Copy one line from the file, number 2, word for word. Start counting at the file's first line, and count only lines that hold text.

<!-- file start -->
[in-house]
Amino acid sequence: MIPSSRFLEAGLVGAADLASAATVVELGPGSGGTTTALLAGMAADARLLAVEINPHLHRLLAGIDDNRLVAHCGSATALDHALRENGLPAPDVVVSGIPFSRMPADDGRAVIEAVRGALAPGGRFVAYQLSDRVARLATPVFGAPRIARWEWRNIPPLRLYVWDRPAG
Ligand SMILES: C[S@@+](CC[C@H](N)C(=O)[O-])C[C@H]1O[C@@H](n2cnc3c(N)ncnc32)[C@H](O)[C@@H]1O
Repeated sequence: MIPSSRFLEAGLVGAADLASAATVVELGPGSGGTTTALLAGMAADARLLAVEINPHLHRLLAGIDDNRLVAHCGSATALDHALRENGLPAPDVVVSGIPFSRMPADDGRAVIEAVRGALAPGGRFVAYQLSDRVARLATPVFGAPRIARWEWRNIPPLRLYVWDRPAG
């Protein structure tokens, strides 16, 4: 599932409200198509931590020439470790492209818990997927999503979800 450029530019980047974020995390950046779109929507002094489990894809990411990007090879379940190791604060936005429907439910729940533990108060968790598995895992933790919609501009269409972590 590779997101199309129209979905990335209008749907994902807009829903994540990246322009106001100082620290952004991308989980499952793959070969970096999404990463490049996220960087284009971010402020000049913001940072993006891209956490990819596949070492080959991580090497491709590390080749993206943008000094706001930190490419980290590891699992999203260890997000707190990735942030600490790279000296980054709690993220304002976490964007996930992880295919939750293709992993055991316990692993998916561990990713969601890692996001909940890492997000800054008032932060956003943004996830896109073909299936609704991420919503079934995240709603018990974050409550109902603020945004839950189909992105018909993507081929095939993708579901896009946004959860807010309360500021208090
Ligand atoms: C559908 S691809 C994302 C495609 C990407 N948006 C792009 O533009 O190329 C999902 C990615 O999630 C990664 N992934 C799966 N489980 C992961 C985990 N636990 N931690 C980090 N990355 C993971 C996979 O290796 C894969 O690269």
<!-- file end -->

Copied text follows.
Amino acid sequence: MIPSSRFLEAGLVGAADLASAATVVELGPGSGGTTTALLAGMAADARLLAVEINPHLHRLLAGIDDNRLVAHCGSATALDHALRENGLPAPDVVVSGIPFSRMPADDGRAVIEAVRGALAPGGRFVAYQLSDRVARLATPVFGAPRIARWEWRNIPPLRLYVWDRPAG